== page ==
As promised, I will regularly blog on some philosophy of religion topic, in keeping with the broad range of interests on NewApps. This one is on divine hiddenness, and is motivated by a nice reading group we are having at Oxford, led by Aku Visala, who does research on philosophy of religion and cognitive science. I am wondering here whether one of the crucial (in many formulations hidden) premises of the argument from hiddennesss is correct, namely whether having a relationship with God requires belief.
Schellenberg's argument from divine hiddenness against theism says that
- if God exists, he is perfectly loving
- If a perfectly loving God exists, he wouldn't allow non culpable unbelief (e.g., atheists who are willing to believe, who have sincerely weighed the evidence and considered theism, but rejected it [Schellenberg pointed out to me that it's not only atheists but also, e.g., people in the distant past who have not been acquainted to theism are subject to nonculpable unbelief, see the update below]
- However, there is nonculpable unbelief
- therefore a perfectly loving God doesn't exist
- There is no God
(2) is usually defended on the basis that a perfectly loving God would not withhold the benefits of a relationship with Him from people, which is the case for atheism. There are various counterarguments to this view, mainly directed against (2) (Some authors also take 3, namely that nonbelievers are always culpable, because evidence for theism is there for all to see, or they are not responding to their innate God sense (sensus divinitatis). However, an interesting question arises: Does one have to be a theist to have a meaningful relationship with God? Here there are a few plausible counterexamples (some of which mine, some of which from other sources.
Update: John Schellenberg e-mailed me to say that I omitted some relevant features of his hiddenness argument. First: he thinks it is not just atheism, but rather, any example of nonresistant nonbelief at all provides a basis for an argument to atheism -- even that of persons in the present or the distant past who lack a conception of God clear enough to make either theistic belief or disbelief a live option for them. Second, he finds it important to stress the conscious nature of belief (I quote from a handout of the St Thomas seminar he sent me): "An unsurpassable love, for many reasons, would seek meaningful conscious relationship with the beloved; it would always at least be open to sharing itself in such relationship."
- The tapping case: A nice example from Poston & Dougherty from their paper in 2007, Religious Studies (pp. 190-191), which I here quote in full: "Suppose that Jones – an unfortunate fellow – is locked in solitary confinement in a dark prison cell. Jones hears faint taps coming from the other side of his prison wall. The taps resemble the presence of another person willing to communicate, but it is not certain that there is another person in the other cell. Yet, Jones begins to tap back. Suppose this activity continues over a long period, and Jones can – with some effort – make sense of the taps as another person attempting to communicate with him. Suppose Jones’s credence (his degree of belief, rational confidence, or what have you) on the claim ‘there is another person in the cell beside me’ is 0.5. He seems to be discerning messages, but he realizes that it could just be in his head since the signs are ambiguous. Yet, given that the two persons are tapping back and forth to each other, it seems that they are in a personal relationship, one which in time could take on great significance (again, this latter part is of great importance). The interaction could be so meaningful and hope-inducing that it keeps Jones from going insane or perhaps even keeps him from dying or killing himself. Suppose also that, in fact, the tapping is coming from Smith who, many years later, meets up with Jones and they discover what was going on. We submit that this part of their relationship will take on new-found significance in their new relationship, something to look back on and cherish, and a surprisingly good foundation for deepening their relationship now that Jones’s credence has been raised to moral certainty by actually meeting Smith"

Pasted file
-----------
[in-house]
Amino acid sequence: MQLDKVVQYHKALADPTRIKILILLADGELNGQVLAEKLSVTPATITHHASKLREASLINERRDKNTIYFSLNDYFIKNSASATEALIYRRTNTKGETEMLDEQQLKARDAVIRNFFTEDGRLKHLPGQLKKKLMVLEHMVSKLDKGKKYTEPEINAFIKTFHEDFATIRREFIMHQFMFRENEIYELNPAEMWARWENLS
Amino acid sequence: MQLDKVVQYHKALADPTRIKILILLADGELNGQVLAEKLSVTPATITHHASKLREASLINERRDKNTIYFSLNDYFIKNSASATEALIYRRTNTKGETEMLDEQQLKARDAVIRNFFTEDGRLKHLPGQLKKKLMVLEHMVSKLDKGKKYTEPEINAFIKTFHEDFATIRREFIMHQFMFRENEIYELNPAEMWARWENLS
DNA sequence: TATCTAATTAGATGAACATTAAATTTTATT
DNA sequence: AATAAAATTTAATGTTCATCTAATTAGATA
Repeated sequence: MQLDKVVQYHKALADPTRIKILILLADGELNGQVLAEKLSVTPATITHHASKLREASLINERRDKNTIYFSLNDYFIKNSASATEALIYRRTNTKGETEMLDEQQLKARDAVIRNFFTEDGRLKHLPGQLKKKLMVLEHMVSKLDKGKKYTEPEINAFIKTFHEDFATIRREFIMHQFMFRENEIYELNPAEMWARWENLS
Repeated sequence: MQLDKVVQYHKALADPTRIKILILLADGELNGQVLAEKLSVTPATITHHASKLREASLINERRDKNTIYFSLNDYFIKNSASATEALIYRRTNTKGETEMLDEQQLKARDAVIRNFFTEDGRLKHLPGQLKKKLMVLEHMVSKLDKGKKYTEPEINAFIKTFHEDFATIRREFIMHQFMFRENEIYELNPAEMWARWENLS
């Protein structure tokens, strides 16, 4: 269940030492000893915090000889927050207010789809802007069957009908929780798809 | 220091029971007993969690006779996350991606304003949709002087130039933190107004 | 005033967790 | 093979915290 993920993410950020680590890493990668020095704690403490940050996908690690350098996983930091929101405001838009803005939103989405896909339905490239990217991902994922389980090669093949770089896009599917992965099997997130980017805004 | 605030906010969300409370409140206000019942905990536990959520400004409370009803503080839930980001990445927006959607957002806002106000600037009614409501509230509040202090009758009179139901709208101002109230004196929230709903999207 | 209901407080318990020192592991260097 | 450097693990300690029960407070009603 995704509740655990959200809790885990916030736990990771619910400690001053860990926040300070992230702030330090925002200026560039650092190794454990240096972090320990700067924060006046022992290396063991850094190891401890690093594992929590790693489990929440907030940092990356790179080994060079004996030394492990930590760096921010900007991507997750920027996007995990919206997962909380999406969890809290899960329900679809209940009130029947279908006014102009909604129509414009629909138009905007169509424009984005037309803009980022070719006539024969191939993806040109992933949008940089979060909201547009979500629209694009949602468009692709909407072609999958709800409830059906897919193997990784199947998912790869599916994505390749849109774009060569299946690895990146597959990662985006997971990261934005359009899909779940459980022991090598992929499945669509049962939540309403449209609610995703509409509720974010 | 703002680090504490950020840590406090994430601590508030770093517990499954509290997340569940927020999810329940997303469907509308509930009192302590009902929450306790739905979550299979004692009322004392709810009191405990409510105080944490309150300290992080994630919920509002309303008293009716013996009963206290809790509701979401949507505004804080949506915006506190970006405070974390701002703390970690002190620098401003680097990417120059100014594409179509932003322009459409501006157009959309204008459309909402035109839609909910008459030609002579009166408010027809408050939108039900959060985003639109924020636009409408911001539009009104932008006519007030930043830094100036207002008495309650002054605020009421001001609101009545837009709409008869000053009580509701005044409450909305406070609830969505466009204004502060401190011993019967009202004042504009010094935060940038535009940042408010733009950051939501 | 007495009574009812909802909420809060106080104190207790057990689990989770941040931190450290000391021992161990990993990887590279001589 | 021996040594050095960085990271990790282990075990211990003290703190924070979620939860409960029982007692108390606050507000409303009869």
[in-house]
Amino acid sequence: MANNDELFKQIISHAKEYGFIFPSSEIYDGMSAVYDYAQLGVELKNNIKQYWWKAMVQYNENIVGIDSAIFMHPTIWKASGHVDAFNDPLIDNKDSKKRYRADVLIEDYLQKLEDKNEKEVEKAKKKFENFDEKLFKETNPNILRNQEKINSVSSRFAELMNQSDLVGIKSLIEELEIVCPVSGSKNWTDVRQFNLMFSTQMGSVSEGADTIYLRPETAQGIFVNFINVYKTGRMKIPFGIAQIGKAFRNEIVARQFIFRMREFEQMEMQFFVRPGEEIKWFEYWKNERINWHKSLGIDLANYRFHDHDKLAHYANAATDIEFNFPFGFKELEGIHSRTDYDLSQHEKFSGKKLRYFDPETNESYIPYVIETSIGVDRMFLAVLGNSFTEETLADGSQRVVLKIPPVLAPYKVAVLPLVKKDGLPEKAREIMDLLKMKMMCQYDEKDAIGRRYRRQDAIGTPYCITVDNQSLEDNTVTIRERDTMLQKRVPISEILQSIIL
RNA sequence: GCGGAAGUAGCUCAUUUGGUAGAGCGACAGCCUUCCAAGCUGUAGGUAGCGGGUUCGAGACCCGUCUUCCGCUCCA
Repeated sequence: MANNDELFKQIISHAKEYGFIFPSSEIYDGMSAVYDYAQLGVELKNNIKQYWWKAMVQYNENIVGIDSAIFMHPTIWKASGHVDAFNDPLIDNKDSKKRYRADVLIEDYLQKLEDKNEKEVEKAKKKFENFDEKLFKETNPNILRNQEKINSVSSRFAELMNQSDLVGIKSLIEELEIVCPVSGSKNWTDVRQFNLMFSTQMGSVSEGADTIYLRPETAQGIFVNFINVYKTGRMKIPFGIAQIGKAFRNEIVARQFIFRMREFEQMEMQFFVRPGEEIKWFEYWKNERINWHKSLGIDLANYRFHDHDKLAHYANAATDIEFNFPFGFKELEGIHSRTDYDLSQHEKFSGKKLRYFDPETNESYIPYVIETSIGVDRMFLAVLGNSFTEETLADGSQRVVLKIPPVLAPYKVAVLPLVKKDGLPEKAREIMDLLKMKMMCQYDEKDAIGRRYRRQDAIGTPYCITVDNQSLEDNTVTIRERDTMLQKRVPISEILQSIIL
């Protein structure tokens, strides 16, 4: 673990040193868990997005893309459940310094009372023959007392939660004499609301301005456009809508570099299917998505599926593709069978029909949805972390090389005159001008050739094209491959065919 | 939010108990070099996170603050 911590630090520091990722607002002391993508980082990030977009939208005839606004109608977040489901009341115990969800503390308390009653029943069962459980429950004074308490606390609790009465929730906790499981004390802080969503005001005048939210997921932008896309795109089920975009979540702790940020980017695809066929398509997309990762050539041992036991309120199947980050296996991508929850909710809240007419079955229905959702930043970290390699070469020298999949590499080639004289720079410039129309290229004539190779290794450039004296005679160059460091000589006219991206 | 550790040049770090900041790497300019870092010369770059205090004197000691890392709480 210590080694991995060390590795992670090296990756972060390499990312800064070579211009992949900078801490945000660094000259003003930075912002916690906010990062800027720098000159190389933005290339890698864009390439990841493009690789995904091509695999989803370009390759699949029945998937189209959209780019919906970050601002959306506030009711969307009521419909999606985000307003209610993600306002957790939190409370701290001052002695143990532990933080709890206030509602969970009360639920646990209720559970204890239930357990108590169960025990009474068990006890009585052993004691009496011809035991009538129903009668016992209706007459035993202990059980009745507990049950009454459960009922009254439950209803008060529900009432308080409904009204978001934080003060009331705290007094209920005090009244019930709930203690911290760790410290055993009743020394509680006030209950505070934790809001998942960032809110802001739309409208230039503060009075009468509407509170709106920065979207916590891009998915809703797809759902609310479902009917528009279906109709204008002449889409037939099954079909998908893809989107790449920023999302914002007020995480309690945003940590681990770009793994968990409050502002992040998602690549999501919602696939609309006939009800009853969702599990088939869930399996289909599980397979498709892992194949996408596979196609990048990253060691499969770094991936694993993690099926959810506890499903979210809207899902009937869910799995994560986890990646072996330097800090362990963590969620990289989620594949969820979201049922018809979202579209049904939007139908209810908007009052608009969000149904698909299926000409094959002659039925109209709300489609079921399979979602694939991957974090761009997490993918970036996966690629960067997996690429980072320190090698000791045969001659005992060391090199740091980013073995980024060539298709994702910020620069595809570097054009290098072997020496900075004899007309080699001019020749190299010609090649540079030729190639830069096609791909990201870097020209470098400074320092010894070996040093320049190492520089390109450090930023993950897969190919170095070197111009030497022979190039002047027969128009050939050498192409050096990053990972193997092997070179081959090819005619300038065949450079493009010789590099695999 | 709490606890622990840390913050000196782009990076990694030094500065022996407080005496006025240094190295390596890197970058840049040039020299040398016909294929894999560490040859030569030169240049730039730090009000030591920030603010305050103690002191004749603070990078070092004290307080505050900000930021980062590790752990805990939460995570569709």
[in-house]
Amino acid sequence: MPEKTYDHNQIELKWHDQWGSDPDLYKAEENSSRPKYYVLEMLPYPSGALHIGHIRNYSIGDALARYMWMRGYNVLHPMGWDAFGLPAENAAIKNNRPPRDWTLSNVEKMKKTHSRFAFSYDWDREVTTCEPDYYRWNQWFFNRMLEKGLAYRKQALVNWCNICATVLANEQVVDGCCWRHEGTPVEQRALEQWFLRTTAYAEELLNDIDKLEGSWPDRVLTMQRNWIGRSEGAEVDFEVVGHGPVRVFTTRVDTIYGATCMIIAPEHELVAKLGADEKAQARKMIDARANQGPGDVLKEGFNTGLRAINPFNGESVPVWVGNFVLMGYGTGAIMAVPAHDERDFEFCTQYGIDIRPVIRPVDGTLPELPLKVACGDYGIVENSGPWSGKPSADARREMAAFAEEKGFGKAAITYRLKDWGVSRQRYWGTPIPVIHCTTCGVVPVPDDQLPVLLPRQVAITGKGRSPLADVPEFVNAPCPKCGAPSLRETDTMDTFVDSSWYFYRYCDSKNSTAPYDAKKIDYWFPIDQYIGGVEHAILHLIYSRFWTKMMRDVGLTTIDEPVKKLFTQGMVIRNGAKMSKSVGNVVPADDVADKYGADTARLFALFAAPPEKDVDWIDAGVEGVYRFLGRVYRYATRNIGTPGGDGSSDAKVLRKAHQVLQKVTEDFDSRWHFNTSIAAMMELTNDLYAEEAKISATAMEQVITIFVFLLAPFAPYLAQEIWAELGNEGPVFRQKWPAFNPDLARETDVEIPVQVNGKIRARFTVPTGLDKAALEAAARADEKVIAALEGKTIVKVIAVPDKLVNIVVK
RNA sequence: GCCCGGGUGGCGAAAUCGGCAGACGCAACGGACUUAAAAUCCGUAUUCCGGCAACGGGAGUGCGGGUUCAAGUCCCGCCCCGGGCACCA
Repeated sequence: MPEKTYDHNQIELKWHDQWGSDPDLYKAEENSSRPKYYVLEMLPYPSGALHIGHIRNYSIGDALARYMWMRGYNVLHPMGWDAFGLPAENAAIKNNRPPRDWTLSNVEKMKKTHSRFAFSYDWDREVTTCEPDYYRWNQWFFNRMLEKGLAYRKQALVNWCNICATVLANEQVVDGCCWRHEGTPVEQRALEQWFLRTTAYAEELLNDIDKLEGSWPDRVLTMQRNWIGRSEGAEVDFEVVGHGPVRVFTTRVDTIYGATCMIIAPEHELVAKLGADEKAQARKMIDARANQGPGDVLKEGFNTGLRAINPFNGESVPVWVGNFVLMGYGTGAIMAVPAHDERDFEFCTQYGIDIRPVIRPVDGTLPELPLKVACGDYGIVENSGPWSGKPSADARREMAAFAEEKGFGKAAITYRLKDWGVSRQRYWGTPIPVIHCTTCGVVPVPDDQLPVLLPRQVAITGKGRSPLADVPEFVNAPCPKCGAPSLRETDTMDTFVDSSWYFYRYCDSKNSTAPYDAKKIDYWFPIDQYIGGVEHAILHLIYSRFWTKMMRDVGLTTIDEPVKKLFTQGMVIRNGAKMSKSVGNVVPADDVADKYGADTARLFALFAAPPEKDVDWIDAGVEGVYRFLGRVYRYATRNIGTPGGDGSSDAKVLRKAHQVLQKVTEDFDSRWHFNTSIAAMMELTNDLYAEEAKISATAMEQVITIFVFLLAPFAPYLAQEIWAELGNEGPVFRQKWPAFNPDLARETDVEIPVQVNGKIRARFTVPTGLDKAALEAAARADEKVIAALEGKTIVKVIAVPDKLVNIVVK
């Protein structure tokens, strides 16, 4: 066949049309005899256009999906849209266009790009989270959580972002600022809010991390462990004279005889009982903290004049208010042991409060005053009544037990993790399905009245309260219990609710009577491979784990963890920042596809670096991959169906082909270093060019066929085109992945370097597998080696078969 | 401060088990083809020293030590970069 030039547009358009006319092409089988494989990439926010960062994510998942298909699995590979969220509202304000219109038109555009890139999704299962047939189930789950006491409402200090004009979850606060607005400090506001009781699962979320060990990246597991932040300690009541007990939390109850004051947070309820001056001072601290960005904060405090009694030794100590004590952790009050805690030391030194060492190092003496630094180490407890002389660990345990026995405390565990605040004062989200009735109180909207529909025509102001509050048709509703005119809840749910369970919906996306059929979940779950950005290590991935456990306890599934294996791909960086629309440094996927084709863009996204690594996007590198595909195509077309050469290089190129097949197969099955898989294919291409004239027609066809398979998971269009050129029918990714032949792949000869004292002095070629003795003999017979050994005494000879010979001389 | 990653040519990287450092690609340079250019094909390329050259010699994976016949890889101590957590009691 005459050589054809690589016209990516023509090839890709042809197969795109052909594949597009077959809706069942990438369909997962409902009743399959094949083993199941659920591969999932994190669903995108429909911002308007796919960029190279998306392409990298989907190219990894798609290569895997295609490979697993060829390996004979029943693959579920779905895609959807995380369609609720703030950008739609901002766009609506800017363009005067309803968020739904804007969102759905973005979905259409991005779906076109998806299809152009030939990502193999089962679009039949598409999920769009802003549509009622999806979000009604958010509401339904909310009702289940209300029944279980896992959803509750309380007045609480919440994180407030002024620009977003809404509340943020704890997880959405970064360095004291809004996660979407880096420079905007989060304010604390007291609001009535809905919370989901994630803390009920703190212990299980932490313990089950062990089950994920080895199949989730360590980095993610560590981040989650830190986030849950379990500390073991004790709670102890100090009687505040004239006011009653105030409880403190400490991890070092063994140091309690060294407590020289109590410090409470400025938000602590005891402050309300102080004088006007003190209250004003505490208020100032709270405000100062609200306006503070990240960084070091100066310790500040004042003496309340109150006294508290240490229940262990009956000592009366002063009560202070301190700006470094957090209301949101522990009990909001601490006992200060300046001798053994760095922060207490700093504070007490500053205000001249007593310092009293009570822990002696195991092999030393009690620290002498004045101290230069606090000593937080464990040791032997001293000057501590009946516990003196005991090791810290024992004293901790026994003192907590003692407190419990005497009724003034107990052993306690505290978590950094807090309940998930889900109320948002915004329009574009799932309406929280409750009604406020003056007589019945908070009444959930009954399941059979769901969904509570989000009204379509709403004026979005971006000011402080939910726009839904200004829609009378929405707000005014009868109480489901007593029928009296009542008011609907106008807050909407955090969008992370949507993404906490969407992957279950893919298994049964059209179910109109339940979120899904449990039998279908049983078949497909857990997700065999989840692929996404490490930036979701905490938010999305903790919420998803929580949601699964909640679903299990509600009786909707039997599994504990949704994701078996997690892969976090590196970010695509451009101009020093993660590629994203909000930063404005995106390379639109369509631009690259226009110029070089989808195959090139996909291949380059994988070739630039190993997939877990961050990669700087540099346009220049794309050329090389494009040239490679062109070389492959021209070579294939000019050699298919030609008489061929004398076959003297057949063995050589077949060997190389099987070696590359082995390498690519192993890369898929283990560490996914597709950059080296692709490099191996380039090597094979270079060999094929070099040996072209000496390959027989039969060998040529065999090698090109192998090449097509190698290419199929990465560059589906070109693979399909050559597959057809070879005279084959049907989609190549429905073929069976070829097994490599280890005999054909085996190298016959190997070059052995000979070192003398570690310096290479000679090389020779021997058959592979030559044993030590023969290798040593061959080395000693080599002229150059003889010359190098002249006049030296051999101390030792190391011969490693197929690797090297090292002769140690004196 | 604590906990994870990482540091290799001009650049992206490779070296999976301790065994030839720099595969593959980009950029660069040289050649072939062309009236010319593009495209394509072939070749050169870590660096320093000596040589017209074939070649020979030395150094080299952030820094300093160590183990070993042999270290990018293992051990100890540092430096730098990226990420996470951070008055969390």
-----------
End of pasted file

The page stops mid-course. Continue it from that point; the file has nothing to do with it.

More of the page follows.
- The religious atheist: this ties in with my earlier posts on religious atheism. Take Karen, who identifies herself fully as a Christian. She goes to mass, receives communion, prays, etc, but she seems to be thus made that she cannot believe (in Pascal's terms), e.g., she thinks the problem of evil makes naturalism very likely, or has difficulties believing central Christian doctrines (e.g., the resurrection of Christ). Supposing theism is true, wouldn't we say that Karen has a meaningful relationship with God, even though she does not believe?
- Imaginary friends: There is only limited psychological research on this widespread phenomenon, which occurs quite commonly healthy, normally developing children of preschool age (sometimes continuing into adolescence). Children form what they feel are personal relationships with invisible friends, yet they also seem to be aware that the friends are imaginary. Are these in fact personal relationships? (the difficulty here is of course that there's only one person involved, which is what the theist wouldn't argue) I do not wish to make the analogy between theism and having imaginary friends, only to say that imaginary friends seem to be an example of relationships that do not require belief.